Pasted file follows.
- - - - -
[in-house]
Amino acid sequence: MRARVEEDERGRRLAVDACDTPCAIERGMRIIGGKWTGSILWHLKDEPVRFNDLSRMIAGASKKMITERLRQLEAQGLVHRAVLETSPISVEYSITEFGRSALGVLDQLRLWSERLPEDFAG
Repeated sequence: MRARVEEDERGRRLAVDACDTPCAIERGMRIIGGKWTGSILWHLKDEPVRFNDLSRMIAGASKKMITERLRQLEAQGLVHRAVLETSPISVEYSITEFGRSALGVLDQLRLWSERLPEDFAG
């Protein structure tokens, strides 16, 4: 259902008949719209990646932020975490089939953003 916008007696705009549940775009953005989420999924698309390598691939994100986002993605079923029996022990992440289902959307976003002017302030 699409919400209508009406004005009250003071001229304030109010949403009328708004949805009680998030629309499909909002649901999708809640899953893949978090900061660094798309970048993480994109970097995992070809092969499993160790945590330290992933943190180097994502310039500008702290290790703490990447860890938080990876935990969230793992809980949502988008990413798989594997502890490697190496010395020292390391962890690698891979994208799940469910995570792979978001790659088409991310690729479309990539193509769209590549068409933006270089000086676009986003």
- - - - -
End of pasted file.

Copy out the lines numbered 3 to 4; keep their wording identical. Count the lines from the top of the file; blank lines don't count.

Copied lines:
Repeated sequence: MRARVEEDERGRRLAVDACDTPCAIERGMRIIGGKWTGSILWHLKDEPVRFNDLSRMIAGASKKMITERLRQLEAQGLVHRAVLETSPISVEYSITEFGRSALGVLDQLRLWSERLPEDFAG
């Protein structure tokens, strides 16, 4: 259902008949719209990646932020975490089939953003 916008007696705009549940775009953005989420999924698309390598691939994100986002993605079923029996022990992440289902959307976003002017302030 699409919400209508009406004005009250003071001229304030109010949403009328708004949805009680998030629309499909909002649901999708809640899953893949978090900061660094798309970048993480994109970097995992070809092969499993160790945590330290992933943190180097994502310039500008702290290790703490990447860890938080990876935990969230793992809980949502988008990413798989594997502890490697190496010395020292390391962890690698891979994208799940469910995570792979978001790659088409991310690729479309990539193509769209590549068409933006270089000086676009986003």